New wine review up on New York Wine Salon.
The first time I met Jancis Robinson, years ago I was so star-struck she must have thought a cat had ripped out my tongue. This time, a few weeks back, I had a serious heart-to heart-with self and thus overcame the shyness, had a terrific time. What a great woman and talent, but you knew that. Really. We met at The Modern. My Lustau oloroso secco (was drecco, pretty lousy sherry selections) $12, or was it $11? Jancis' Vilmart coup was $28,delicious but too high for me. I was pretty discouraged by the wines by the glass choices. In fact stumped. I mean, there's always something good to drink @ Danny's restaurants, right?
A little prank played by a Sonoma winemaker, (Read Eric Asimov's account of it and follow that up with Samantha @ Sans Dosage). That publicity stunt told more about Adam than about Raj, but it did flag the fact that people think Cali pinot noir is a very big deal. Continuing on the theme, there was a super-charged panel discussion on pinot pursuit of balance in San Fran. The twitterverse and blogosphere and print media is on it, everyone seems to be talking pinot. The question I have is not only why but why now? Because the grape is staring puberty in California in the face? Or is it fighting for its life or at least identity?
Holding the minority position, I've had some nice examples of the varietal from Oregon, one or two from the Finger Lakes, but California pinot's bright fruit and one or two flavors, for me, grows dull and difficult. This shouldn't be surprising as I tend to gravitate to wines that are anti-fruit, not austere but where the fruit is subtle. Consider the source; carignan is my favorite grape from the west, held up by syrah, mourvedre and at least in one person's hands, cabernet franc.
In the far west, the heart-break grape, often breaks mine with its candied and fruited personality. On top of that, winemakers there often have an abject fear of tannin. Acidification is most often needed, even in those who try to work naturally. I love the delicacy of Burgundy, I love that whiff of Chanel, edge, and florality, I love perceptible tannins, structure and freshness.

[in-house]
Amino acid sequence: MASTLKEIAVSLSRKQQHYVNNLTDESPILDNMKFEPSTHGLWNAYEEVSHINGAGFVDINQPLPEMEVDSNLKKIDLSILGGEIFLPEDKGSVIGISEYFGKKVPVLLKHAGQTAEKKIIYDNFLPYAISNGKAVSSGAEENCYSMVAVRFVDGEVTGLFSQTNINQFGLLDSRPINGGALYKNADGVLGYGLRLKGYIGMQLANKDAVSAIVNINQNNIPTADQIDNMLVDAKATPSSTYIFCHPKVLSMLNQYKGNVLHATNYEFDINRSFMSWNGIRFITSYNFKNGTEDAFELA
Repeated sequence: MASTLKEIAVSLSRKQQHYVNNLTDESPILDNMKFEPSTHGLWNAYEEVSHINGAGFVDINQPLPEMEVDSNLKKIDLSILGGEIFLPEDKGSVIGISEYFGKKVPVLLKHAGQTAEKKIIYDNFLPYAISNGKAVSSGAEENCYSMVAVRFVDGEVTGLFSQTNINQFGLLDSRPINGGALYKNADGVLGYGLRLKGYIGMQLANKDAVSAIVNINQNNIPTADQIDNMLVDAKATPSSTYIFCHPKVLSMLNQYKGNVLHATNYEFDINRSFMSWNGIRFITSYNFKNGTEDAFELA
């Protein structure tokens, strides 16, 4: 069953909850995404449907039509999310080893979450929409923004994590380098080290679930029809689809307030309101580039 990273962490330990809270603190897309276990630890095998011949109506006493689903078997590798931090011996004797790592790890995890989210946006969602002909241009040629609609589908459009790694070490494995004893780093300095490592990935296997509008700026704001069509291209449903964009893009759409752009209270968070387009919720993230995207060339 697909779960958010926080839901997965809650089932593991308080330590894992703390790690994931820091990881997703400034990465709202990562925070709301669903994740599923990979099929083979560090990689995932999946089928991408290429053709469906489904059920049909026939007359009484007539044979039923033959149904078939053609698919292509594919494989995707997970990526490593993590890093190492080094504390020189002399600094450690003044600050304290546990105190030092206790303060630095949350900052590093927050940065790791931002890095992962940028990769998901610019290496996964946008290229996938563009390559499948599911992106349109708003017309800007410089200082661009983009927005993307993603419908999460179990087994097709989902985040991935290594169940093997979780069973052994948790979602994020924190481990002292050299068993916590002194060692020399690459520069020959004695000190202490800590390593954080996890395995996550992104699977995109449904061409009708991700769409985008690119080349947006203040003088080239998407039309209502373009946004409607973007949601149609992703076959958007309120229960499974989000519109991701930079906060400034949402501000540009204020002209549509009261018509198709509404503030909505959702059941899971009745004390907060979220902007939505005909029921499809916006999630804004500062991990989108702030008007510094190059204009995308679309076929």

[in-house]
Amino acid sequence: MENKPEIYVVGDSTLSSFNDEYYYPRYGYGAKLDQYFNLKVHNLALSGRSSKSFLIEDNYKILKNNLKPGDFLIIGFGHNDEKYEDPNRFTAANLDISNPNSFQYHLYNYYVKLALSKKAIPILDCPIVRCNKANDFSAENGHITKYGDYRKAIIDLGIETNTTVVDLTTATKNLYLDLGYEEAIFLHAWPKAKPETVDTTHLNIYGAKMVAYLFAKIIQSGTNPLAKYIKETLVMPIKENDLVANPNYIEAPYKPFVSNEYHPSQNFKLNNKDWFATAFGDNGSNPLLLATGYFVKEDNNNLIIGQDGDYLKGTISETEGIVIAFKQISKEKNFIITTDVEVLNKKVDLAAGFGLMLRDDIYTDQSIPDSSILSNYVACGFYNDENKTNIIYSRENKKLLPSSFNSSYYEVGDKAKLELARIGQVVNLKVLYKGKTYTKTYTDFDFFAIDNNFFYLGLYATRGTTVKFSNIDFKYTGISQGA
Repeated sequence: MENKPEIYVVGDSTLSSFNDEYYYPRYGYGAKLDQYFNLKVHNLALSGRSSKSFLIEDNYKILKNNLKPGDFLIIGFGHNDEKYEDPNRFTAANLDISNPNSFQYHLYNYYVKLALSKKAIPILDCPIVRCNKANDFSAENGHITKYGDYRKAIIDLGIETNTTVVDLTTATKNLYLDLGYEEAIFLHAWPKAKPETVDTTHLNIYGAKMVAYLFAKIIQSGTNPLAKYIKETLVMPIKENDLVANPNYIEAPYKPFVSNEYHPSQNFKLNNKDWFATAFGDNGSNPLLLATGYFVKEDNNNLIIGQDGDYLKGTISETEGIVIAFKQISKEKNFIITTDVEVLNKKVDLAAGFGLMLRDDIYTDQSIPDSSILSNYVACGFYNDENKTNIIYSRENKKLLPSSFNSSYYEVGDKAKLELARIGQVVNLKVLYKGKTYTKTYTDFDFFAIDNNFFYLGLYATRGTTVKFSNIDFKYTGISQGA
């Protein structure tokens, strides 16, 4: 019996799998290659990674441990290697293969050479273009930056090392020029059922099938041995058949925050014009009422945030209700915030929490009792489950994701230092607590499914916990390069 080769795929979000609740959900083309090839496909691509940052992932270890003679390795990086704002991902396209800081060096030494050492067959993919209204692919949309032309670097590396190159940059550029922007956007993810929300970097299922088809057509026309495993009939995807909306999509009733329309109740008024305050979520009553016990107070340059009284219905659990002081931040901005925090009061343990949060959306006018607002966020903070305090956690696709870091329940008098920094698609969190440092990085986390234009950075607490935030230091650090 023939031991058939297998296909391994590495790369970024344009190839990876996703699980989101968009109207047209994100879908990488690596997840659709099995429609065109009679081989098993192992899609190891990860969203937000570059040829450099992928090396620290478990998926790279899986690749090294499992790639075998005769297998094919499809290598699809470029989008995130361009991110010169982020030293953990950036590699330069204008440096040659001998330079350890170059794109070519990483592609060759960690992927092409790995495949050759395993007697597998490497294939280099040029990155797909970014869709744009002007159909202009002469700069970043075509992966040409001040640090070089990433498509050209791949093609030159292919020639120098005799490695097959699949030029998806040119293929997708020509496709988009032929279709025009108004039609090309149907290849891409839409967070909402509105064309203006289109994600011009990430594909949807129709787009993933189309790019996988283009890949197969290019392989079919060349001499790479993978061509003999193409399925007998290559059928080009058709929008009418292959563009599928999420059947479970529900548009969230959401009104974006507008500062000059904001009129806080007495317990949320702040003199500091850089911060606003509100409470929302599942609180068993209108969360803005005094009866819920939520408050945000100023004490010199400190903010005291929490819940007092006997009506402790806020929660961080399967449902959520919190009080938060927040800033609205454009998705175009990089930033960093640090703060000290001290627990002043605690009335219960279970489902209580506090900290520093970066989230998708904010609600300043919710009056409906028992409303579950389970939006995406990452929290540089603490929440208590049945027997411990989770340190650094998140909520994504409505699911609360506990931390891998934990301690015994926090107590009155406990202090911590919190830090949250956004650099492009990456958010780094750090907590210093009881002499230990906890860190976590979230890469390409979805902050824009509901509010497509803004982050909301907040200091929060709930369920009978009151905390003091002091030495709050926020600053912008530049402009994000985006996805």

With out a doubt, the Cali-pinot style is changing; more producers are leaving behind the heavy duty candy and the alcohol. The fat and toasty oak is falling off the bone. Some people aren't even trying to extract for color anymore and allowing the wine to be its more delicately, tinged self. It is morphing into something more interesting for me, but still, I do wonder about its potential in the land where carignan + mourvedre + syrah do so much better.
I do believe there are spots that it can be expressive. I have long wondered about the grape's expression up on the Santa Cruz mountains. It was there, at Four Gates that I had a too -pink -for -me, but a very interesting one, not only a sense of place but one that had an arrow pointing to it.
Calera in that same area, less pink but still.... Last week, my colleague Michael Steinberger raved about the Santa Cruz winery, Rhys. And because he does, I'm curious to taste them (in the past they haven't returned my calls). I'd like to see if the grape in the Rhys expression shows sophisticated instead of the obvious. Maybe there's hope? Maybe there is a California pinot with charms I could extol?
I keep on coming back to the question of why does the passion for pinot and the search for it exist in California? I'm not convinced it isn't about the desire for it instead of the belief.
When I asked winemaker Gideon Bienstock of Clos Saron why he grows pinot up up there in the hot Oregon House Valley, he said, "Because life without pinot isn't worth living."
Gideon's vineyard's rocks
If I had a garden I'd probably be compelled to grow tomatoes wherever for the same reason, but if I could not buy pinot from Burgundy, the Loire, Alsace or the Jura, or the odd Piemontese bottle, would I learn to live without it or would I learn to embrace the strong black cherry and mallow and 'colas' of the state's grape expression. Or is there an expression in pinot that I have yet to discover that I would really enjoy?
Jasper Morris recently published Inside Burgundy. Morris discovers the region by vineyard and soil. He speculated that his book will never be outdated as the vineyards and the soil, famously built on a clay/limestone mix, remain the same. I find this a poignant counter-position for most New World winemakers who rarely put the soil first, but rather the climate, coastal or inland. Pinot, I believe is a grape that is site specific first. Place for pinot does matter.
Today on twitter, one person noted that in the the Balance in Pinot conference few even brought up soil. It was not part of the discussion. I wonder how long before soil becomes a significant player, or does the American democracy (which translates to grapes; plant what you want, it matters not) will interfere with finding a true sense of place.